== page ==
The Host[ess] With the Mostess

After a four-hour saga involving more internet jargon than I ever cared to translate, mild to moderate profanity, one million “what do I do now” Google searches, three live chats with Bluehost techies, five Bluehost FAQ video viewings, one phone call to Bluehost, one unwanted run-in with an architectural firm, one irresponsible Tweet, and three pieces of homemade pizza, I have created a new blog hosted via Bluehost.

Not only that, but I have also installed WordPress so that I might continue to use it (but on an independent URL), and have transferred all of the existing Eight Days a Week posts over to the new blog.

Whew.  As I mentioned in the irresponsible Tweet: I think I need a hug.

(So far only Ruby has offered.  I showered today and everything.)

I would love to be able to share my newfound blog hosting wisdom with you fine people, but unfortunately, even now (a half hour after completion) I don’t think I could walk someone through what I did.

What I can tell you is that blog hosting was more difficult than I thought it would be. The pros claim hosting can be done in 20 minutes.  Ha.

Another thing I can tell you is that when I was in the thick of things–and by thick I mean nearly in tears because I didn’t understand what an FTP Account wasBluehost really, really came through for me.  Their website contains dozens of step-by-step how-to videos and a live chat service which allows you to receive instant answers from knowledgable representatives. It’s obviously too soon to speak to Bluehost’s long-term reliability, but I would definitely recommend them as a host based on their solid tech support.**

They even responded to my despairing Tweet with genuine concern.

Here are three additional links I found helpful, especially during my preliminary research:

http://www.fannetasticfood.com/how-to-start-a-blog/

http://www.paulryburn.com/blog/how-to-start-your-own-blog-part-2-decide-where-to-host-your-blog/

http://www.theblogbuilders.com/blog-setup-video-tutorial/

As for the new blog: It will be a week or so before I make the official transition over.  It’s in need of some scrubbing up and tricking out before I show it to the world.

**Note that I am not being paid by Bluehost to promote their services.  Nor do they know about this post.  I am simply happy with their services and wish to share the joy.

Friday Favorites 6

This town:

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There is a town in Maryland named Chevy Chase.

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Not after this man, although that’s what I thought at first.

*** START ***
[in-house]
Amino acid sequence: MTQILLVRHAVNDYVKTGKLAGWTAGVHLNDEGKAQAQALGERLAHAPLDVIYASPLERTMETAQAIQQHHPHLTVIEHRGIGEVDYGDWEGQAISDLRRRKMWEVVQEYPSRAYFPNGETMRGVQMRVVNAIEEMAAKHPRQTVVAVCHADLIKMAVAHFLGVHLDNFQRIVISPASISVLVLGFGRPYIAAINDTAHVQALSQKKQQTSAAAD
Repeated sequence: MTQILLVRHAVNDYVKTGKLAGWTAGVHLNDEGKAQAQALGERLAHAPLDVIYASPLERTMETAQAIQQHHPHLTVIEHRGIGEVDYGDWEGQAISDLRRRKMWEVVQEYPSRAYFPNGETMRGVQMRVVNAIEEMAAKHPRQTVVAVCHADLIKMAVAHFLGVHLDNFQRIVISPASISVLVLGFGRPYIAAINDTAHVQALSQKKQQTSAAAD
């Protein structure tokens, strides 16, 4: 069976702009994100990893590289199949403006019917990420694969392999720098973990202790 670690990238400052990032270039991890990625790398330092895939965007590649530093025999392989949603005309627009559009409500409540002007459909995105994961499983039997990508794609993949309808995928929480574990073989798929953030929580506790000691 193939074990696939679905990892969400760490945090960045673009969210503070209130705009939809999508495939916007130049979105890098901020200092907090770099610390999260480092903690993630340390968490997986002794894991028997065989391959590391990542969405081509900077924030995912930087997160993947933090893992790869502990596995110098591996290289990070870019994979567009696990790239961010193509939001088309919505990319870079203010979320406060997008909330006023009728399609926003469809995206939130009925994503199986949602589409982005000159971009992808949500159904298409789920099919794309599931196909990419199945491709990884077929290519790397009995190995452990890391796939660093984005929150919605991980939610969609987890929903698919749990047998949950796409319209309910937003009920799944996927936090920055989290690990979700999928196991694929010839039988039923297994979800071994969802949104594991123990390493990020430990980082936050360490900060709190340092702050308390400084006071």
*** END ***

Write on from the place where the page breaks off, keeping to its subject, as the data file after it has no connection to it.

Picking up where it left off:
This Chevy Chase’s real name is Cornelius.  According to Wikipedia (only the most reliable sources for you, dear reader),

“Chase was named for his adoptive grandfather Cornelius, while the nickname Chevy was bestowed by his grandmother, derived from the medieval English The Ballad of Chevy Chase. As a descendant of the Scottish Clan Douglas, the name “Chevy” seemed appropriate to her.”

And according to the town of Chevy Chase’s website,

“The name … can be traced to the larger tract of land called “Cheivy Chace” that was patented to Colonel Joseph Belt from Lord Baltimore on July 10, 1725. It has historic associations to a 1388 battle between Lord Percy of England and Earl Douglas of Scotland. At issue in this “chevauchee” (a Scottish word describing a border raid) were hunting grounds or a “chace” in the Cheviot Hills of Northumberland and Otterburn.”

Further research into The Ballad of Chevy Chase reveals that actually, it refers to the same battle (mentioned in the previous passage) between Lord Percy and Earl Douglas, a “chevauchee.”

So, both comedian and small Maryland town are named after the same 1388 border dispute in the Cheviot Hills of Scotland.

This is why I love history.

This TV ad:

Now, I’m not saying that I don’t think it’s a good idea to create a flu vaccine that can be sprayed instead of injected.  I’m just saying that I first saw this commercial while SNL was on, and until the very end, I was convinced that it was a skit.  I thought, something this odd can’t possibly be a real flu vaccine commercial.

Boy, was I wrong.  It’s real.

Second 22-25 is my favorite part, but the scene in which the whole family struts down the street wearing those nose superhero masks is pretty great as well.

These memes:

I’ve been a meme fiend this week.  I literally spent a good amount of time googling “Henry VII memes,” “Mad Men memes,” and “Teddy Roosevelt memes.”  Pathetic?  Yes.  Fruitful? Yes.

Here are some of the best I dug up:

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And now, a series entitled “Mean Mad Men:” Scenes from Mad Men captioned with Mean Girls quotes.  I can’t believe it, either.